Some of the other differences are: no threshold, magical thinking, it is possible to win at the end of the night, there are few regulations on losses with the possibility to lose generational money in any given outing, and no direct attributable medical events. An example of thresholds are the limits the body/brain has on the amount of drugs and/or alcohol that can be ingested in some form, such as, blood poisoning, psychotic breaks, directly attributable medical events. I have yet to meet someone going to buy drugs or liquor while wearing their lucky tattered t-shirt under a suit because they believe their drug of choice will be of better quality. Gamblers are a superstitious lot who will wear that t-shirt on every Tuesday of baseball season or bring a troll doll to place on a slot machine. They tend to believe in systems that are at best cognitive distortions and at worst their one last chance.
I will never diminish the devastation that drugs/alcohol wreaks on individuals, families, society including the financial costs. I have walked with, from in close and from afar, too many people on their journey to dying from drugs/alcohol. I say that as I am going to write about the devastation GD can have without some of the safeguards/regulations that SUD has and do not want to, I repeat, diminish the previously mentioned devastation.
You do not need to have a SUD or a GD to create life changing events in any given moment with drugs, alcohol, gambling. The above mentioned physical thresholds for SUD along with Dram Shop Laws and law enforcement patrolling the roads give some protections to individuals and society. There are no such regulations in the U.S. for gamblers. A gambler might commit many lies, lies of omission, crimes to place a bet. People are allowed to place a bet without any assessment of suitability or protection for families and friends. I have many ideas on point-of-sale protections for individual and families. Some include having an application process to gamble, financial and knowledge based suitability, and my favorite-spousal approval for any marital property put at risk. I want to make it as difficult as possible for someone to lose generational money in any given time period. And let’s remember for some that generational money is only a fantasy that they have been sold by manipulative marketing. What many people are losing is their rent money, their paychecks, their co-pays for their own or their children’s needed medication.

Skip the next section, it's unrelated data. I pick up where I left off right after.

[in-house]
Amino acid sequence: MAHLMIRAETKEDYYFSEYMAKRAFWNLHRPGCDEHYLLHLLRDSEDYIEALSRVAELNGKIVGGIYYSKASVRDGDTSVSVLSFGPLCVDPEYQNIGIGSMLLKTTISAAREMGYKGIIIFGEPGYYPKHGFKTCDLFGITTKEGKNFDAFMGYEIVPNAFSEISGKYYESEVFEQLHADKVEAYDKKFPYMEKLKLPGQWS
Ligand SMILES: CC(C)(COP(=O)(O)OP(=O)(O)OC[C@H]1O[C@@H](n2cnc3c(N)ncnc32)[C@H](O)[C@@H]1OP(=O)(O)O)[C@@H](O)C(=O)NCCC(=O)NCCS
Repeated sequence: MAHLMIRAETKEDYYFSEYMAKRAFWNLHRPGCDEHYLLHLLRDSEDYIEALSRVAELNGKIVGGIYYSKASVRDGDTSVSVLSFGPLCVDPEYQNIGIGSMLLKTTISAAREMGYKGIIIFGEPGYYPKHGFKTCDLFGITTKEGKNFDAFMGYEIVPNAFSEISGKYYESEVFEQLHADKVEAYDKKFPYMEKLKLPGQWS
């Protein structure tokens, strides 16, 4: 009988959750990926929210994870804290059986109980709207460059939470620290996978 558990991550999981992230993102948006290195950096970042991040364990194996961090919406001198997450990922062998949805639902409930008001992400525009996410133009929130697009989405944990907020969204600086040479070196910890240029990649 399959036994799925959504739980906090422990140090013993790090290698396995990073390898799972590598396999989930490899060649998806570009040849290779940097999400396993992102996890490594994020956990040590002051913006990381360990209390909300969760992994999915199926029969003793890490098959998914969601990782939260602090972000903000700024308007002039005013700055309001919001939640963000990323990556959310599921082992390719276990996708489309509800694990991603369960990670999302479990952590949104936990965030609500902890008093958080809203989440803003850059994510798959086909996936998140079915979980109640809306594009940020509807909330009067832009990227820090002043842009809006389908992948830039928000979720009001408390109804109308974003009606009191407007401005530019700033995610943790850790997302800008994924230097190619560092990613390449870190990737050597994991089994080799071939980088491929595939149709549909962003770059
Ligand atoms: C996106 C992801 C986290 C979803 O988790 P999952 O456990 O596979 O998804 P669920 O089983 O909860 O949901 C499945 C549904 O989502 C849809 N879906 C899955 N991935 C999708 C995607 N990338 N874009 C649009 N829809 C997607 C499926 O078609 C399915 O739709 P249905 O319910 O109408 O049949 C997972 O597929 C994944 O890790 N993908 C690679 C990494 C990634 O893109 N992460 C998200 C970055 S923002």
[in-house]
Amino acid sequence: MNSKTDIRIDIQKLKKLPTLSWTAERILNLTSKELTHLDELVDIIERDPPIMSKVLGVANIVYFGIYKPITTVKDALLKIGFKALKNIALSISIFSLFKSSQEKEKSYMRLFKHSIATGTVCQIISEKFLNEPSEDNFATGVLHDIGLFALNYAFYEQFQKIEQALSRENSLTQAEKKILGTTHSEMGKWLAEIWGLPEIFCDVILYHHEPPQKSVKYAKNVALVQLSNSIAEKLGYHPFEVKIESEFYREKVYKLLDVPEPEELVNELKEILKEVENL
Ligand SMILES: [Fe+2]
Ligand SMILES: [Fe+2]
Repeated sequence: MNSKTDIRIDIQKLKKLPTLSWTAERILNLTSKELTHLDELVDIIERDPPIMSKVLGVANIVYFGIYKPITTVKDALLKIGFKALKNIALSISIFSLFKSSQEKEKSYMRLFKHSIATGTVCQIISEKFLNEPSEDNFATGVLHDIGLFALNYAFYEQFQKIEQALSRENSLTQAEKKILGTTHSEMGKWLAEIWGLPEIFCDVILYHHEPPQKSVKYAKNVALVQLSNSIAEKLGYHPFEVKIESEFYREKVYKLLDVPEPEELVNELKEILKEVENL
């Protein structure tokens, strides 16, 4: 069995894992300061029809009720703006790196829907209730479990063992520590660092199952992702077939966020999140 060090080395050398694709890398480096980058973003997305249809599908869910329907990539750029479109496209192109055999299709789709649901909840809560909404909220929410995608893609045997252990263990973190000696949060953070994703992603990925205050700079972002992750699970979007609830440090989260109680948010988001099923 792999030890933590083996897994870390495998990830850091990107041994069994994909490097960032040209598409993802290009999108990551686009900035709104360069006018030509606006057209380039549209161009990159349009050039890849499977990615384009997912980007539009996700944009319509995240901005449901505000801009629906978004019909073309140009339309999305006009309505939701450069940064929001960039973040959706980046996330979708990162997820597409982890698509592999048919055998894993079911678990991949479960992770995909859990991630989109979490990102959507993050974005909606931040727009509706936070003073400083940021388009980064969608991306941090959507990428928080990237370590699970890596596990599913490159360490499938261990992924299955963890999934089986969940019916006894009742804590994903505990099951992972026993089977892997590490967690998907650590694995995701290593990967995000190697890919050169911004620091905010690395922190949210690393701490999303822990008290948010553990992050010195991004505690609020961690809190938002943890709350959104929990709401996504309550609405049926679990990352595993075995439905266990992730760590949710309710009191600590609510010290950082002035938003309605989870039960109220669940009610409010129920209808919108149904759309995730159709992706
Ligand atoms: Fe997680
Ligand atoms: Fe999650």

What to do if a GD, or some pre-clinical form of GD, exposes itself. My first exposure to treatment was a psychiatrist. I did not find recovery or stop gambling. That is not a judgment of the psychiatrist. I was still in a space between pre-contemplation (I do not have a problem you do) and contemplation (I might have a problem and maybe I will do something about it). When I found myself in a devastation stage I found Gamblers Anonymous (GA). Gamblers Anonymous was the third 12-step group formed. In Illinois 1-800-Gambler and Gamblers Anonymous are two first steps that can be taken. The 800 number will refer to treatment providers.
GA was founded by a member of AA who also had problems with his gambling. The second member was an atheist. Even though he left soon after the group started the steps were adapted mainly by removing God from some of the steps. God is not mentioned in Recovery Steps 3, 5, and 6 or in Unity Step (AA Tradition) 2. The other noticeable changes were to Recovery Steps 2 and 12. In Step 2 “sanity” was changed to “a normal of thinking and living”. In Step 12 “had a spiritual awakening as the result of these steps” was changed to “made an effort to practice these principles in all our affairs”. There is not an extensive institutional written history in GA as in AA. I have not been able to learn the history and thought process of the changes.
As opposed to the many secular opportunities for recovery from SUD until recently I had not known of specific opportunities for secular gambling recovery. I have friends that have had success in Smart Recovery. Along with some friends we have started a Secular Humanist Recovery Meeting for gamblers. We use the Alternative 12-Steps as our step guide. We incorporate the wisdom of humanity as we explore our recovery through a lens of secular humanism.
Brian Meister MS CADC ICPG-1 Smart Recovery Certificate, Due to my gambling, first as part of my addictive cycle where education was not important and then because of a career as a gambler (I was a broker in the options arena for three decades), I did not focus on my education. I received a BS at age 48, a MS at 60, and three different certificates at 65, 67, and 69. I spend much of my time in recovery groups (some that I started). I have a very small client base. I have worked in the field as a Gambling Counselor, a speaker on gambling related issues, and as a facilitator of trainings. I did most of that work at Nicasa Behavioral Health Services in Lake County Il. I plan on a journey of self-examination, service, fellowship, and family for whatever time I have left…